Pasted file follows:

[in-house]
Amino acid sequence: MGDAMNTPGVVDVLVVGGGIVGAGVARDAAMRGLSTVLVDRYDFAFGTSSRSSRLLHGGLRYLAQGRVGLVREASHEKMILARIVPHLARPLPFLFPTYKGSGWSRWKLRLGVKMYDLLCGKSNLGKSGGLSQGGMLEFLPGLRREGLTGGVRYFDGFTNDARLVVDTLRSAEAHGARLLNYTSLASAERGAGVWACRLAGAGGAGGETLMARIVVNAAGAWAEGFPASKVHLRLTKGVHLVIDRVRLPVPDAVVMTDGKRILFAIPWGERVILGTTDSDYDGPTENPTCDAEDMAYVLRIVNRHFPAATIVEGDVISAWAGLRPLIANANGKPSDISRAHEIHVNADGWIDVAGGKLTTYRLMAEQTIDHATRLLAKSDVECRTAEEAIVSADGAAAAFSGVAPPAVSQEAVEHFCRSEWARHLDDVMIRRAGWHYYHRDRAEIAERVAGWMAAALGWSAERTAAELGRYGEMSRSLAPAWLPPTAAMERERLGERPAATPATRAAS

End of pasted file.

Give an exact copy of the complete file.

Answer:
[in-house]
Amino acid sequence: MGDAMNTPGVVDVLVVGGGIVGAGVARDAAMRGLSTVLVDRYDFAFGTSSRSSRLLHGGLRYLAQGRVGLVREASHEKMILARIVPHLARPLPFLFPTYKGSGWSRWKLRLGVKMYDLLCGKSNLGKSGGLSQGGMLEFLPGLRREGLTGGVRYFDGFTNDARLVVDTLRSAEAHGARLLNYTSLASAERGAGVWACRLAGAGGAGGETLMARIVVNAAGAWAEGFPASKVHLRLTKGVHLVIDRVRLPVPDAVVMTDGKRILFAIPWGERVILGTTDSDYDGPTENPTCDAEDMAYVLRIVNRHFPAATIVEGDVISAWAGLRPLIANANGKPSDISRAHEIHVNADGWIDVAGGKLTTYRLMAEQTIDHATRLLAKSDVECRTAEEAIVSADGAAAAFSGVAPPAVSQEAVEHFCRSEWARHLDDVMIRRAGWHYYHRDRAEIAERVAGWMAAALGWSAERTAAELGRYGEMSRSLAPAWLPPTAAMERERLGERPAATPATRAAS